Pushing to ECR Using Jenkins Pipeline Plugin

I’ve been recently spending quite a bit of time in the DevOps space and working to build out better CI/CD pipelines, mostly utilizing Docker. In this post, I demonstrate building out a pipeline that will create a simple Docker image and push it to Amazon’s EC2 Container Registry.

Pre-requisites

  • Setup an AWS account
  • Have a running instance of Jenkins
  • Install Docker where Jenkins is running

Create the ECR Repository

  1. Log in to your AWS Console
  2. Open the EC2 Container Registry service.
  3. Click the Create repository button in the Repositories tab. ECR Repository View

  4. Give a name to your repository. For the demo, I’m using demo. Then, click the “Next” button. Giving name to new repository

  5. The important thing to remember/make note of on the confirmation screen is the registry URL. ECR Repository setup confirmation screen

Create sample project

  1. Create a Git project somewhere that Jenkins can access (like GitHub). For this sample, we’ll just make a simple “Hello World” PHP image (or use this one!)
  2. Create an index.php file with the following content:
<?php phpinfo();
  1. In the project, create a Dockerfile with the following contents.
FROM php:5.6-apache
COPY index.php /var/www/html/
  1. Test it out!
docker build -t php-hello-world .
docker run -ti -p 10080:80 php-hello-world

You should see a standard PHP Info screen at http://localhost:10080 (you may need to swap out localhost for another IP address if you’re using Docker Machine locally)

Add AWS Credentials to Jenkins

  1. From the home screen, hit the Credentials link in the left-side bar.
  2. Determine where you want to put your credentials. If unsure, go into the Global credentials. You may want to do some reading on credential management for a production/widespread use.
  3. Click the Add Credentials link in the left-side navigation.
  4. For Kind, select AWS Credentials.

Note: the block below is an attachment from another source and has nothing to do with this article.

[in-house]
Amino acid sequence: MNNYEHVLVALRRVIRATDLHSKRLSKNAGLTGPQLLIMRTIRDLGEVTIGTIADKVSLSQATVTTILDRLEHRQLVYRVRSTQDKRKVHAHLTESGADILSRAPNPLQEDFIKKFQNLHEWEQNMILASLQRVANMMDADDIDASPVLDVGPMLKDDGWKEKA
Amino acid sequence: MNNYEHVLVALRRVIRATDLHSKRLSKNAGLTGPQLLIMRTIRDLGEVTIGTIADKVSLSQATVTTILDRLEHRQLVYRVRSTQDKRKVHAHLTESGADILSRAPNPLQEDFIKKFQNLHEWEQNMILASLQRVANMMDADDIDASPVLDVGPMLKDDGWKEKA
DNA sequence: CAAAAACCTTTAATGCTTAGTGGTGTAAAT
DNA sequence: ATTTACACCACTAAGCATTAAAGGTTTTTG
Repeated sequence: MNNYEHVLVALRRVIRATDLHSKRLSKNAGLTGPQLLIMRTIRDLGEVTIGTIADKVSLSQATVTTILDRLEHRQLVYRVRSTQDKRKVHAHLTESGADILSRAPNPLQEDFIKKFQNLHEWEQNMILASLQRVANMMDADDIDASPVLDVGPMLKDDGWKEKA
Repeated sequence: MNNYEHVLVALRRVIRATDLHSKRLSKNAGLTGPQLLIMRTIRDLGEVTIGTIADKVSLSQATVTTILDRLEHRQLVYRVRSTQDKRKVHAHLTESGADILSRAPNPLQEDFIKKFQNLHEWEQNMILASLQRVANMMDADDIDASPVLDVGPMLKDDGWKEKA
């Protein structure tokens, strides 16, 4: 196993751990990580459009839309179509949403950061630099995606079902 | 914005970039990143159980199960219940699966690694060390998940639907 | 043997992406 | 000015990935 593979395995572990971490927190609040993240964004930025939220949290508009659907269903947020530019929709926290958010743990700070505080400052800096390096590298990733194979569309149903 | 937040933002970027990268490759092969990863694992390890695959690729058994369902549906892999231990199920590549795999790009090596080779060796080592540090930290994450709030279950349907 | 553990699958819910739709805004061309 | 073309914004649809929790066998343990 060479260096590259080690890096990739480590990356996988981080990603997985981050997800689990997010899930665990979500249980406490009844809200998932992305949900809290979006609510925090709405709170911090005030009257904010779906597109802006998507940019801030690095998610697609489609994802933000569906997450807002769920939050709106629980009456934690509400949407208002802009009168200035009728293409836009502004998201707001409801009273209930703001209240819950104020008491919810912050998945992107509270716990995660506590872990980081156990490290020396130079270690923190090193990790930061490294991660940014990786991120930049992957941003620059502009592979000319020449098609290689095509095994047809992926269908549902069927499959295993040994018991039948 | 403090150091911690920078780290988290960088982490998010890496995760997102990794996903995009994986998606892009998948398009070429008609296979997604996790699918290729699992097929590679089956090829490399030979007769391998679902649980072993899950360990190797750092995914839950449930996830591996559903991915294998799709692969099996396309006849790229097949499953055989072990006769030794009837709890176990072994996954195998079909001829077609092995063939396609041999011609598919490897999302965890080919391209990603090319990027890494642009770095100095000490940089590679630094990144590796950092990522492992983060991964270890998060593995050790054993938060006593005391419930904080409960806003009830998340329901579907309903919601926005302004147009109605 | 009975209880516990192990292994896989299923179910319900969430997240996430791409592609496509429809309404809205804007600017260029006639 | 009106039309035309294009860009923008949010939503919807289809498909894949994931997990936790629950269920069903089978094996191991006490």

5. Enter the Access ID and Secret Access Key for the AWS user that has access to the ECR repository.
  6. In the Advanced button, specify an ID that will make sense to you (so you don’t have to remember a randomly generated UUID). Adding AWS credentials to Jenkins

Creating the Jenkins Pipeline

  1. Install required plugins (if not already installed)
  2. Create a new Jenkins job, of type “Pipeline” Creating new Jenkins Job of type Pipeline

  3. Write out your Groovy script!
node {
  stage 'Checkout'
  git 'ssh://[email protected]:irwin-tech/docker-pipeline-demo.git'
 
  stage 'Docker build'
  docker.build('demo')
 
  stage 'Docker push'
  docker.withRegistry('https://1234567890.dkr.ecr.us-east-1.amazonaws.com', 'ecr:us-east-1:demo-ecr-credentials') {
    docker.image('demo').push('latest')
  }
}

So, what’s going on here? Here’s the line-by-line…

  • stage ‘Checkout’ - start a new stage for code checkout
  • git ‘ssh://[email protected]:irwin-tech/docker-pipeline-demo.git’ - checks out the code from the repository. With this command, if you enable Poll SCM in the job config, it will poll this repo.
  • stage ‘Docker build’ - sets up a new stage in the pipeline for the Docker image build.
  • docker.build(‘demo’) - performs a build using the local Dockerfile and tags the result as demo. The important thing here is that the image name must match the name of the repository you created in ECR.
  • docker.withRegistry
    • the first argument here is the URL for your ECR domain. Note that the repo has been stripped off from the end.
    • the second argument is a credential to use when connecting. The ecr: provider prefix hooks in the Amazon ECR plugin and converts the access id and secret in the credential to the equivalent of aws ecr get-login. This credential can then be used to push to the repository
  • docker.image(‘demo’).push(‘latest’) - grabs the demo image, tags it as latest and pushes it to the registry

Conclusion

After running the Jenkins job, you should now have an image that’s been pushed to Amazon’s ECR. Since you’re using the Pipeline plugin, the build occurs in multiple stages with each stage doing one thing. If you install the Pipeline: Stage View Plugin, you can have a pretty job report like this!

Jenkins Job view using Pipeline Stage View Plugin

(in case you’re wondering, the 18 minute time was because my home internet is TERRIBLY slow to upload large Docker images. Oops!)

If you’ve got other ideas, please let me know! I’m still learning, so would love to hear how others are using them.